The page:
Secondly, geographically based single member systems give minorities with geographical concentration (Like the Nationals) greater power than their proportion in the community or even the majority (when they are part of the majority) while significant minorities that are more widely geographically distributed get less influence than their proportion in the community.
The majority should govern but everyone deserves representation.
While everybody puts their votes next to names of people, most of them do so based on the party they represent not the individual candidate. I would not vote for/preference a good Liberal candidate against a bad ALP candidate and I presume from your strong support for the ALP that neither would you. This is the way most voters vote otherwise there would be no safe seats for any party. Also except in conscience votes and a few other rare exceptions MPs vote along party lines not on their individual view.
There has never been a referendum in Australia between single member electorates and proportional representation. If the was a referendum, in Tasmania and the ACT who have experience of both systems in lower houses, to switch from PR to single member they would likely reject it.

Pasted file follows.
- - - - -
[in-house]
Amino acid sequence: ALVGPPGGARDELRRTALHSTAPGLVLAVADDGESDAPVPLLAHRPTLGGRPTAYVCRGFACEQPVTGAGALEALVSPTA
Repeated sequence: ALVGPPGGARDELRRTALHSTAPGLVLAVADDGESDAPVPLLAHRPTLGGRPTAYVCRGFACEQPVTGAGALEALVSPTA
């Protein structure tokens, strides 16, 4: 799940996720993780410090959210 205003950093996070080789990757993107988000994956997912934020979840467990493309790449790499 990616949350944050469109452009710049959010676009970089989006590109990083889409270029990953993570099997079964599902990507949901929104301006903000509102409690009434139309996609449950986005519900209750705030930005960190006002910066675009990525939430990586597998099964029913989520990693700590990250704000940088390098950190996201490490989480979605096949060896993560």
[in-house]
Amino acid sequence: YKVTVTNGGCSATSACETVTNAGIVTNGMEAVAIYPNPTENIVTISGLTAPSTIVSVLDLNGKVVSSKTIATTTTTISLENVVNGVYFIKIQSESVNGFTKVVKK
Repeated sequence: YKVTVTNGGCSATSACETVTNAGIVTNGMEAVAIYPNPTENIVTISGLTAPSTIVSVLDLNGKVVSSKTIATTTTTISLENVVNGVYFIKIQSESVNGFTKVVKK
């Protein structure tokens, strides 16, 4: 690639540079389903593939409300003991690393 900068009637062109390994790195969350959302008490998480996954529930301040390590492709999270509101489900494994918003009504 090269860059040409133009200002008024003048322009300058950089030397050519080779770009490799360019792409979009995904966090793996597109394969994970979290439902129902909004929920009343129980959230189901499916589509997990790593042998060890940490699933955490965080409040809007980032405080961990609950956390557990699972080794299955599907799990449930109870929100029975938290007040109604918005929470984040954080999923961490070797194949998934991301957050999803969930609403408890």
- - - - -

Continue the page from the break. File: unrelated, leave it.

Of the 3 elections where the Greens have got a significant vote in Victorian state elections (2002, 2006 and 2010), only in the 2006 election would PR have delivered the Greens the balance of power.
The contention that people only vote for Parties and not candidates is claptrap. People vote for a variety of reasons. So there is no proof for the tyranny of your unproven little assertion.
Single Member electorates represent an area/seat. Yes. Members represent a community of interest. This is the system that has been in operation for our entire electoral system and again, your wild assertions that you or your ilk are discriminated against is crap. Voters seem overwhelmingly comfortable with the system we operate and until you can show me some broad based support for change then whinge on.